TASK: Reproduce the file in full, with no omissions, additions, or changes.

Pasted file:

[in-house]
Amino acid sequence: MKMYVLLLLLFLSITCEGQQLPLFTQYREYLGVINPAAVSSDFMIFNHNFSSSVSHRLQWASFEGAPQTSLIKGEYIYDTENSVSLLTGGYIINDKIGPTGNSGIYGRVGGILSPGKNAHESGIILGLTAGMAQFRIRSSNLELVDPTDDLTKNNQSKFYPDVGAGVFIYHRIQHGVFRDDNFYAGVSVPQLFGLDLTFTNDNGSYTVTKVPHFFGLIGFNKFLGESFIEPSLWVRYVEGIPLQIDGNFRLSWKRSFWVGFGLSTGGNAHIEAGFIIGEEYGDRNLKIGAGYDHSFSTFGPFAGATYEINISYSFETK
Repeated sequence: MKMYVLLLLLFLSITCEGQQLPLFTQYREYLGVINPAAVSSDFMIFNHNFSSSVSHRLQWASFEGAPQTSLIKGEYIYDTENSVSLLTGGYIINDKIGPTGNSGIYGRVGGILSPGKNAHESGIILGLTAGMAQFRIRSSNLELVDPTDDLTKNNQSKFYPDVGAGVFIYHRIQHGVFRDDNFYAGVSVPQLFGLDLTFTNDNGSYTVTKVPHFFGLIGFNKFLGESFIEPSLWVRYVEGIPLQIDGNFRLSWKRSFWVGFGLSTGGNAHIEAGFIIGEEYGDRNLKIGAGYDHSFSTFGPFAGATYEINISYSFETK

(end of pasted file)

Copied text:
[in-house]
Amino acid sequence: MKMYVLLLLLFLSITCEGQQLPLFTQYREYLGVINPAAVSSDFMIFNHNFSSSVSHRLQWASFEGAPQTSLIKGEYIYDTENSVSLLTGGYIINDKIGPTGNSGIYGRVGGILSPGKNAHESGIILGLTAGMAQFRIRSSNLELVDPTDDLTKNNQSKFYPDVGAGVFIYHRIQHGVFRDDNFYAGVSVPQLFGLDLTFTNDNGSYTVTKVPHFFGLIGFNKFLGESFIEPSLWVRYVEGIPLQIDGNFRLSWKRSFWVGFGLSTGGNAHIEAGFIIGEEYGDRNLKIGAGYDHSFSTFGPFAGATYEINISYSFETK
Repeated sequence: MKMYVLLLLLFLSITCEGQQLPLFTQYREYLGVINPAAVSSDFMIFNHNFSSSVSHRLQWASFEGAPQTSLIKGEYIYDTENSVSLLTGGYIINDKIGPTGNSGIYGRVGGILSPGKNAHESGIILGLTAGMAQFRIRSSNLELVDPTDDLTKNNQSKFYPDVGAGVFIYHRIQHGVFRDDNFYAGVSVPQLFGLDLTFTNDNGSYTVTKVPHFFGLIGFNKFLGESFIEPSLWVRYVEGIPLQIDGNFRLSWKRSFWVGFGLSTGGNAHIEAGFIIGEEYGDRNLKIGAGYDHSFSTFGPFAGATYEINISYSFETK